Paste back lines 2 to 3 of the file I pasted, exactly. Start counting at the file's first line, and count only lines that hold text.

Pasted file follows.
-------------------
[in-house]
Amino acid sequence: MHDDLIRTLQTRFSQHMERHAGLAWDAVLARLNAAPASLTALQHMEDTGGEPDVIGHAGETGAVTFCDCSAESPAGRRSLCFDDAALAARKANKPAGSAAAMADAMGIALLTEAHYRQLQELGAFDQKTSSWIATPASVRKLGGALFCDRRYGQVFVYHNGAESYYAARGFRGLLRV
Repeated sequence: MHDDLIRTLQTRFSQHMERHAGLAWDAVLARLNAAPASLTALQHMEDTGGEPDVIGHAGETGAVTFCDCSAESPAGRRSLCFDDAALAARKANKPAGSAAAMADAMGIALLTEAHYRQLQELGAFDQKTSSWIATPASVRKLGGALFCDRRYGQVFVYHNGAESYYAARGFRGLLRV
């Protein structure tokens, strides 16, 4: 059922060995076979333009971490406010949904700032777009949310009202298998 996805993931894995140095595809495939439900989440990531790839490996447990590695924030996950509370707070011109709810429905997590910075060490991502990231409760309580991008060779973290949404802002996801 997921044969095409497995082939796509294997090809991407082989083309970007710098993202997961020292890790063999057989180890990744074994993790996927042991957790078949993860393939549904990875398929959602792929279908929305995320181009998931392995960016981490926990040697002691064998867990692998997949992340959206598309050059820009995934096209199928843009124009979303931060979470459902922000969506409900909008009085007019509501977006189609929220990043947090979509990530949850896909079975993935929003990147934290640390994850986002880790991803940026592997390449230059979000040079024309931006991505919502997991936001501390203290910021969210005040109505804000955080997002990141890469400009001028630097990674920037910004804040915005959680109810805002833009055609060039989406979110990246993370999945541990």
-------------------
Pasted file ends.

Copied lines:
Amino acid sequence: MHDDLIRTLQTRFSQHMERHAGLAWDAVLARLNAAPASLTALQHMEDTGGEPDVIGHAGETGAVTFCDCSAESPAGRRSLCFDDAALAARKANKPAGSAAAMADAMGIALLTEAHYRQLQELGAFDQKTSSWIATPASVRKLGGALFCDRRYGQVFVYHNGAESYYAARGFRGLLRV
Repeated sequence: MHDDLIRTLQTRFSQHMERHAGLAWDAVLARLNAAPASLTALQHMEDTGGEPDVIGHAGETGAVTFCDCSAESPAGRRSLCFDDAALAARKANKPAGSAAAMADAMGIALLTEAHYRQLQELGAFDQKTSSWIATPASVRKLGGALFCDRRYGQVFVYHNGAESYYAARGFRGLLRV